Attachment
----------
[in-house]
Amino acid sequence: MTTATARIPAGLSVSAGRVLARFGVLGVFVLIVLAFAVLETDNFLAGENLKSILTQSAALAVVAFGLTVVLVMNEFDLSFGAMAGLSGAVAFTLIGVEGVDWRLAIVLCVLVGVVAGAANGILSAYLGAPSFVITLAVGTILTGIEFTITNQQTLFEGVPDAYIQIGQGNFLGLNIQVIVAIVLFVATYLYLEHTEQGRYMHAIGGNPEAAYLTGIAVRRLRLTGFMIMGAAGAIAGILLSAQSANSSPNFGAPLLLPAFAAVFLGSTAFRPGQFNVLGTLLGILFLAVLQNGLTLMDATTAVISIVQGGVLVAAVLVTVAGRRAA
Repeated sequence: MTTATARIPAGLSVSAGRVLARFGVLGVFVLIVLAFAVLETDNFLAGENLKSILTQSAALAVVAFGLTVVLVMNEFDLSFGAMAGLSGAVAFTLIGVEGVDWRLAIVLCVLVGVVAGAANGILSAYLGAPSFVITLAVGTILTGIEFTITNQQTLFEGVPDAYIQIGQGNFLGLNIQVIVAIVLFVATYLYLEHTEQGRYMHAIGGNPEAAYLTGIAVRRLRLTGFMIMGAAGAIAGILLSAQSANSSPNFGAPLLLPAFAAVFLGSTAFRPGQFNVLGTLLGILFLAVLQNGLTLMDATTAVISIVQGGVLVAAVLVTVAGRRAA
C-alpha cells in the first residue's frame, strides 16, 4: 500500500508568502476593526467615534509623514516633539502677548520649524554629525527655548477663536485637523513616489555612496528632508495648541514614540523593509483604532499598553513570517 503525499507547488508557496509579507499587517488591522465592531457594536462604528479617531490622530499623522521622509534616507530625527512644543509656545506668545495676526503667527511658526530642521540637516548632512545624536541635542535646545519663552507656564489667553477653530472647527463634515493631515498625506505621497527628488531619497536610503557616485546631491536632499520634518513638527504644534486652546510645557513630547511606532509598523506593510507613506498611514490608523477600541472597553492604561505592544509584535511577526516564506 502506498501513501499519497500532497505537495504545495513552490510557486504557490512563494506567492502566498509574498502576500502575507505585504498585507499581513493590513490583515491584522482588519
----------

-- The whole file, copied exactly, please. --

[in-house]
Amino acid sequence: MTTATARIPAGLSVSAGRVLARFGVLGVFVLIVLAFAVLETDNFLAGENLKSILTQSAALAVVAFGLTVVLVMNEFDLSFGAMAGLSGAVAFTLIGVEGVDWRLAIVLCVLVGVVAGAANGILSAYLGAPSFVITLAVGTILTGIEFTITNQQTLFEGVPDAYIQIGQGNFLGLNIQVIVAIVLFVATYLYLEHTEQGRYMHAIGGNPEAAYLTGIAVRRLRLTGFMIMGAAGAIAGILLSAQSANSSPNFGAPLLLPAFAAVFLGSTAFRPGQFNVLGTLLGILFLAVLQNGLTLMDATTAVISIVQGGVLVAAVLVTVAGRRAA
Repeated sequence: MTTATARIPAGLSVSAGRVLARFGVLGVFVLIVLAFAVLETDNFLAGENLKSILTQSAALAVVAFGLTVVLVMNEFDLSFGAMAGLSGAVAFTLIGVEGVDWRLAIVLCVLVGVVAGAANGILSAYLGAPSFVITLAVGTILTGIEFTITNQQTLFEGVPDAYIQIGQGNFLGLNIQVIVAIVLFVATYLYLEHTEQGRYMHAIGGNPEAAYLTGIAVRRLRLTGFMIMGAAGAIAGILLSAQSANSSPNFGAPLLLPAFAAVFLGSTAFRPGQFNVLGTLLGILFLAVLQNGLTLMDATTAVISIVQGGVLVAAVLVTVAGRRAA
C-alpha cells in the first residue's frame, strides 16, 4: 500500500508568502476593526467615534509623514516633539502677548520649524554629525527655548477663536485637523513616489555612496528632508495648541514614540523593509483604532499598553513570517 503525499507547488508557496509579507499587517488591522465592531457594536462604528479617531490622530499623522521622509534616507530625527512644543509656545506668545495676526503667527511658526530642521540637516548632512545624536541635542535646545519663552507656564489667553477653530472647527463634515493631515498625506505621497527628488531619497536610503557616485546631491536632499520634518513638527504644534486652546510645557513630547511606532509598523506593510507613506498611514490608523477600541472597553492604561505592544509584535511577526516564506 502506498501513501499519497500532497505537495504545495513552490510557486504557490512563494506567492502566498509574498502576500502575507505585504498585507499581513493590513490583515491584522482588519